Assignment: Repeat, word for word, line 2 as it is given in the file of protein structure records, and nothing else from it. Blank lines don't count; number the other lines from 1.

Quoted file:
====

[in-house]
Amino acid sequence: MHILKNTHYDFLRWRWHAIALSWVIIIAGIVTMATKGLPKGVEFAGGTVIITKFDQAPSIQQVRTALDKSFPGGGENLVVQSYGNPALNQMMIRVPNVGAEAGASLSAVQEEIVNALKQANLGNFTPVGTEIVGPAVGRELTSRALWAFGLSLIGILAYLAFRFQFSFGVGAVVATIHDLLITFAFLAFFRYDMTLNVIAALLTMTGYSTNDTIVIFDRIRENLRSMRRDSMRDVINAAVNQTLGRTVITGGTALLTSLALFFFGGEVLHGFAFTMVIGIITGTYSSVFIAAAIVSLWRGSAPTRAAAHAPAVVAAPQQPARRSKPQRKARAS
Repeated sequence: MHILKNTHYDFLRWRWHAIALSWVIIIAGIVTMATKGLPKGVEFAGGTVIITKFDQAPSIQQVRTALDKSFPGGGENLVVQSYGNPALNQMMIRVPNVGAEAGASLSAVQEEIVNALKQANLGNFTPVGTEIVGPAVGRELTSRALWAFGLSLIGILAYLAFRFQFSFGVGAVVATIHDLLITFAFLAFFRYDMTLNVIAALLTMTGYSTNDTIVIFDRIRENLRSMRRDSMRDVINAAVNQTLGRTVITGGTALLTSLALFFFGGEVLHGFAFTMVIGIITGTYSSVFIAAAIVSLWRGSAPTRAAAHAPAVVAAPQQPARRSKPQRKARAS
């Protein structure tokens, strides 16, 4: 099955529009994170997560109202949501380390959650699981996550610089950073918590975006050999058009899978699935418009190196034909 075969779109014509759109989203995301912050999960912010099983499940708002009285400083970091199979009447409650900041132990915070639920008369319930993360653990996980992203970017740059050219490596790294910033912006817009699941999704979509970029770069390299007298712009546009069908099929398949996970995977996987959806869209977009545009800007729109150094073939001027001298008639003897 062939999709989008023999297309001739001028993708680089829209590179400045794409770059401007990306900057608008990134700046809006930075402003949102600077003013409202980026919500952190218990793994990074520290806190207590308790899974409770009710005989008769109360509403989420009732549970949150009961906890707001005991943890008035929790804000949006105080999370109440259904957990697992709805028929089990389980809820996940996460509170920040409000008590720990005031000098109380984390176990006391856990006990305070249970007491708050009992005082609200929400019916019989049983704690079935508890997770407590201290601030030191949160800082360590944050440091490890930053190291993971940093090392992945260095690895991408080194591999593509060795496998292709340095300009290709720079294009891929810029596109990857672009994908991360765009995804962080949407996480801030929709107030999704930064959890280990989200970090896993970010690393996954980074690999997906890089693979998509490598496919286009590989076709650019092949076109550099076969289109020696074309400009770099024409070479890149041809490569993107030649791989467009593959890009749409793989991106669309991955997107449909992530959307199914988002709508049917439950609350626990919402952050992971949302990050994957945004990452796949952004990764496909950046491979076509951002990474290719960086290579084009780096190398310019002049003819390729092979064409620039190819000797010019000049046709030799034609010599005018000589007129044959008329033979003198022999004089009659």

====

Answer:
Amino acid sequence: MHILKNTHYDFLRWRWHAIALSWVIIIAGIVTMATKGLPKGVEFAGGTVIITKFDQAPSIQQVRTALDKSFPGGGENLVVQSYGNPALNQMMIRVPNVGAEAGASLSAVQEEIVNALKQANLGNFTPVGTEIVGPAVGRELTSRALWAFGLSLIGILAYLAFRFQFSFGVGAVVATIHDLLITFAFLAFFRYDMTLNVIAALLTMTGYSTNDTIVIFDRIRENLRSMRRDSMRDVINAAVNQTLGRTVITGGTALLTSLALFFFGGEVLHGFAFTMVIGIITGTYSSVFIAAAIVSLWRGSAPTRAAAHAPAVVAAPQQPARRSKPQRKARAS